At the XIXth International AIDS Conference 2012 IPPF has been recognised for our pioneering work on integration.
We have been at the forefront of the movement to integrate HIV prevention, treatment care and support into wider sexual and reproductive health services. Consequently, we have strengthened our out-reach and substantially increased levels of access to HIV services for these key communities.
The results speak for themselves. IPPF has integrated ante-natal facilities in Burkina Faso with HIV services. 97% of our pregnant clients were counselled and tested for HIV. Over 8% tested positive. In short, integration can save lives. Service access is the fundamental principle which underpins all of our HIV work.
In India we have been providing stigma-free services to men who have sex with men, their partners (male and female), people who use drugs and transgender people. As a result of community led initiatives the outreach work to certain communities has been stregthened and use of condoms is on the rise. In total access to services has increased by 50% for key communities vulnerable to HIV. There is no 'one-size fits all' approach. Integrated HIV services must be tailored specifically for each targeted community.
This year's Conference theme, 'Turning The Tide Together' is not just about delivering sexual and reproductive health and HIV services together. It is also about sustaining effectiveness: bringing together all sectors to engage on this issue collaboratively.
Access to life saving medicine is a human right. Political will and government commitment for financing ensures access to treatment and services. This is crucial. But it is laws and policies which create stigma through the criminalization of HIV. This in turn effects the integration of HIV services with sexual and reproductive health, which subsequently impacts access to treatments for the most vulnerable: women, young people, disabled and the poor.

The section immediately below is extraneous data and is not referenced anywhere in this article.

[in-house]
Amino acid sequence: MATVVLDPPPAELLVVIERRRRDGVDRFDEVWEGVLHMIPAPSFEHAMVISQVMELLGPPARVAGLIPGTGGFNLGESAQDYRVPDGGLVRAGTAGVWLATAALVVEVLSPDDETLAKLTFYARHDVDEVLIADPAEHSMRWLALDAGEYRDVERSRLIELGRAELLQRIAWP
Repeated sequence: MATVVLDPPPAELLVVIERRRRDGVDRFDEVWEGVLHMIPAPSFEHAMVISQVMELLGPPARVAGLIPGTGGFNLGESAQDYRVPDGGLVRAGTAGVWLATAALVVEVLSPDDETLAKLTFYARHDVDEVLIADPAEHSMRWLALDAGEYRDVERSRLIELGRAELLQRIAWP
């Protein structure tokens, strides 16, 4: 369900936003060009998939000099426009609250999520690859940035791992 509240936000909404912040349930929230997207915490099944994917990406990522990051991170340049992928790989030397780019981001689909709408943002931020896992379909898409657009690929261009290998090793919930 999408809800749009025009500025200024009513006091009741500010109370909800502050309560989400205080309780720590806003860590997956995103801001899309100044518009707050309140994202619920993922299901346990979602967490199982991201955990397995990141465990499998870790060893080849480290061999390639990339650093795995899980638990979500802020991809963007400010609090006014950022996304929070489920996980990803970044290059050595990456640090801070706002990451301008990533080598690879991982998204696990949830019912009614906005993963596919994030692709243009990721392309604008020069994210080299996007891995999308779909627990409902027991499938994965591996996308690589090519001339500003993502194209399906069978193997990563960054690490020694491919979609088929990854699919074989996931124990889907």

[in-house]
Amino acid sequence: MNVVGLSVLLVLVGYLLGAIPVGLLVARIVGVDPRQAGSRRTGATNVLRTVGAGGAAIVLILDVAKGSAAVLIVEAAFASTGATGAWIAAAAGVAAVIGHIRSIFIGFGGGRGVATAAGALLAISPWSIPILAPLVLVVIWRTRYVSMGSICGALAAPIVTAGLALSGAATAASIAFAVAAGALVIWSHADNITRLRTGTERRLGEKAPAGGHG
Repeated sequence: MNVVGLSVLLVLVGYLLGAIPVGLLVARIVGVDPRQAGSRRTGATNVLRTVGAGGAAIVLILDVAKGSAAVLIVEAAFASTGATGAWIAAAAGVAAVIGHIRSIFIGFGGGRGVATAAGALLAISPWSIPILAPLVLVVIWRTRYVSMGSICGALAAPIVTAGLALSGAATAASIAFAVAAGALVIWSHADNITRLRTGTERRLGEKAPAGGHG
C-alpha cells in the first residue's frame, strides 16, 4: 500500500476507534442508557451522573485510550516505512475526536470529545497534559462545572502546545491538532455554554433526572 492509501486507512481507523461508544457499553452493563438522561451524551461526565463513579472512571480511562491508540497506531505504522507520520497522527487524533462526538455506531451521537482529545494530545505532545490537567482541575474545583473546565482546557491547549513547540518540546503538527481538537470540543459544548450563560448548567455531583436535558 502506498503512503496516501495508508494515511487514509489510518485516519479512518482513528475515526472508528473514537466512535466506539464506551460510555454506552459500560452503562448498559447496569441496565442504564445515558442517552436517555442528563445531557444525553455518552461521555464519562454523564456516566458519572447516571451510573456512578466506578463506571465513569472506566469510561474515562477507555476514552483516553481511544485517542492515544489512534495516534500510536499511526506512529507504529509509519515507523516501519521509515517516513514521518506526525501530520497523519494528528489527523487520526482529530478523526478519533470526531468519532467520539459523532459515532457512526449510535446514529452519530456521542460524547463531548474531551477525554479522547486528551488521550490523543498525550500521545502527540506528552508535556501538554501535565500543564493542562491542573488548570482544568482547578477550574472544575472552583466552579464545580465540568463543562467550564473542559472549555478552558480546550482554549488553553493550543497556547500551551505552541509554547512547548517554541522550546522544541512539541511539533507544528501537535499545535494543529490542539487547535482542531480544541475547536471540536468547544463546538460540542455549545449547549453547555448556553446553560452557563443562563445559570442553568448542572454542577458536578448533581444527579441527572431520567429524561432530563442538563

IPPF understands this and has been critical in advocating for the reversal of discriminatory policies which stigmatise people living with HIV.
In Swaziland, one of the countries with the highest HIV prevalence in the world, our HIV services provided have increased six-fold over the last 5 years. Lungile, our adherence counsellor and lab technician explains: “Living with HIV it is easy for me to identify with my clients’ challenges. They find it easier to talk to me as I share my life experience and how I have overcome some of the challenges through living a healthy life and receiving continuous, care, treatment and support.”
At the London Summit on Family Planning IPPF made a major commitment to tripling the number of women’s and girls’ lives it saves by that year. Full sexual and reproductive health and HIV service integration is a critical component if it is to achieve that ambitious target. It is also integral in the fight against HIV related stigma.